Confessions of a Car Man


There's No Night Like The First Night

When I was a young aspiring Car Man, I worked with a salesman named Bill Blount. Bill was the proto-typical dirty old man. Just about everything that came out of his mouth had some sort of sexual connotation. He was a homely man, slightly hunchbacked, who spoke in a booming baritone and was fond of singing off-key country-western songs in the middle of the showroom floor.

Bill was always willing to share his perverted views of the world. His favorite saying by far was “a suck is a suck”. (There is a really great story behind that little tidbit. If you want to read about it check out my blog entry posted on November 13, 2007.) But Bill had another favorite expression, and that is what I want to talk about here. He used to say, “There’s no night like the first night.”

Bill usually used this term while recounting his weekend hunts for what he called “old stoves” with his wingman Roger Marvel—or as I liked to call him, The Captain. Together they would prowl the singles bars of the East Bay that catered to an older crowed looking for desperate women of a certain age.

Bill also used this saying when talking about customers. He would often look at me and say, “You know, David, there’s no night like the first night.” What the hell was this old coot talking about? I just thought he was messing with me. Then one day, long after Bill had gone to that big used car lot in the sky, I realized what he meant. He was trying to tell me that my first encounter with a customer was the best chance to make a deal and hold a decent gross.

Don’t get me wrong. I’m all for following up the customers you "up" on the lot if for no other reason than it gives you something to do during your down times. But a wise Car Man knows that the best chance at making a decent commission is when you first encounter them. Follow-up calls, or as I like to call them begging calls, generally mean less money. Every time you call a prospect and try to entice them back your commission gets smaller and smaller.

So if you’re going to work the lot, your aim should not be to accumulate prospects, your goal should be to sell them a car NOW. When you go out to face them ask yourself this: would I rather have a nice commission now or a mini later? Now whore that I am I will take the mini later if I have to. But I do so grudgingly and it really pisses me off. We work hard and should be rewarded for our efforts. The Others are always looking for ways to screw us. Don’t let them do it to you!

So with this philosophy in mind, it's important that you become a pro at selling a car right now. For any of The Others who might have stumbled across the blog this does not mean ripping people off. It does not mean dishonesty. It does not mean any of the screwed up things you think you know about us. It means doing a professional job and earning a living for your family.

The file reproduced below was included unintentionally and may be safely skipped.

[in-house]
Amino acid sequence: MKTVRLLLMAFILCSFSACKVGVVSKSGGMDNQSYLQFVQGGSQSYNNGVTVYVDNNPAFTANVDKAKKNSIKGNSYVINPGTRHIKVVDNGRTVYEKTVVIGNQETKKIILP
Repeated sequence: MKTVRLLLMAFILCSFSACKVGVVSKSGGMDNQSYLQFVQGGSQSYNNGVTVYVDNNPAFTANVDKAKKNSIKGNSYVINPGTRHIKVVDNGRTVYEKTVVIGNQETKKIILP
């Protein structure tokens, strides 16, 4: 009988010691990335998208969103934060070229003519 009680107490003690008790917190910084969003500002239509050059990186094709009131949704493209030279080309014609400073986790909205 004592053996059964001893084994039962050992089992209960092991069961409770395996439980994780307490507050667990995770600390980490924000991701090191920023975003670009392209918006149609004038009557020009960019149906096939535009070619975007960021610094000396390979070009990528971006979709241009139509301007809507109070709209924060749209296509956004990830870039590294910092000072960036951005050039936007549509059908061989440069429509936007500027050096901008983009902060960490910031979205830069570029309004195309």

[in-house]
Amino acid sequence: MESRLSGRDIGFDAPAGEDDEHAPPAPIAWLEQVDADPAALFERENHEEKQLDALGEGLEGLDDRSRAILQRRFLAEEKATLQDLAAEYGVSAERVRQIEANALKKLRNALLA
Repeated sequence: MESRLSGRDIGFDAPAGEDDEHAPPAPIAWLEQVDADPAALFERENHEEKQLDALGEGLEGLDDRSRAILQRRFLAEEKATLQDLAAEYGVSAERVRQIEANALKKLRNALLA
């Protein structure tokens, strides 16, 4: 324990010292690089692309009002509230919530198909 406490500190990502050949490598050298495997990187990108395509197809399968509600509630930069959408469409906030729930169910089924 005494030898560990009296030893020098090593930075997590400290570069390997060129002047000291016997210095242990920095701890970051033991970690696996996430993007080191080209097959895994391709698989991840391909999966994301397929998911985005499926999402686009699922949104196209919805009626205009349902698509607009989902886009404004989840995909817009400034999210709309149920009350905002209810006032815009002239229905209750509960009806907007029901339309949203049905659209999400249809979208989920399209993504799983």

Now if I don’t say so myself I’m pretty good at selling a car right now—assuming the customer wants to buy a car in the first place. I’m not very good at convincing people to buy who don’t really want to. I’ll leave all those fancy closes to those fancy sales trainers. What I’m good at is recognizing a buyer and doing the correct things to maximize my chances of the both of us going home happy.

A lot of people think that there is some special time at the end of the sale where you say some magical words and close the deal. And though there always is a final professionally executed closing question, a car deal is made up of a series of many mini closes. From the moment you meet and greet a customer, you are closing them. The smile on your face is the first close. In those critical few seconds when your eyes lock with theirs and the first impressions are made the closing begins.


UP NEXT: Have Them See You As Human

On The Lot With David Teves

Saturday, May 1, 2010

I sold a car today and made a $2460 commission. I say this not to brag (well, maybe a little) but to point out a simple truth about our business: It’s a hard life, frustrating at times to the point of madness. Sometimes you look out over the lot and ask yourself, why the hell did I go down the road that led to this shit? Then you hit a grand slam. The universe rights itself a little and you remember the good things about selling iron for a living!

Later in the day, I waited on a lady. About forty, I’d guess. She told me she was going to buy a truck soon. She looked at me with sad eyes and said, “My husband of twenty years decided he didn’t want to be married anymore.”

Here I’d just made this huge pop and reality stepped in to deliver a message about the human condition! You take the good and savor it. You take the bad and try to deal with it as best (and as ethically) as you can.

Life goes on.

The big commission is now in the past.


P.S. Sorry for the delay in my next installment. I got involved in a project involving the 7538 songs in my iTunes library and it derailed me. (Thanks Scott!) Now that it’s done I hope to be on track with useless advice in the next few days.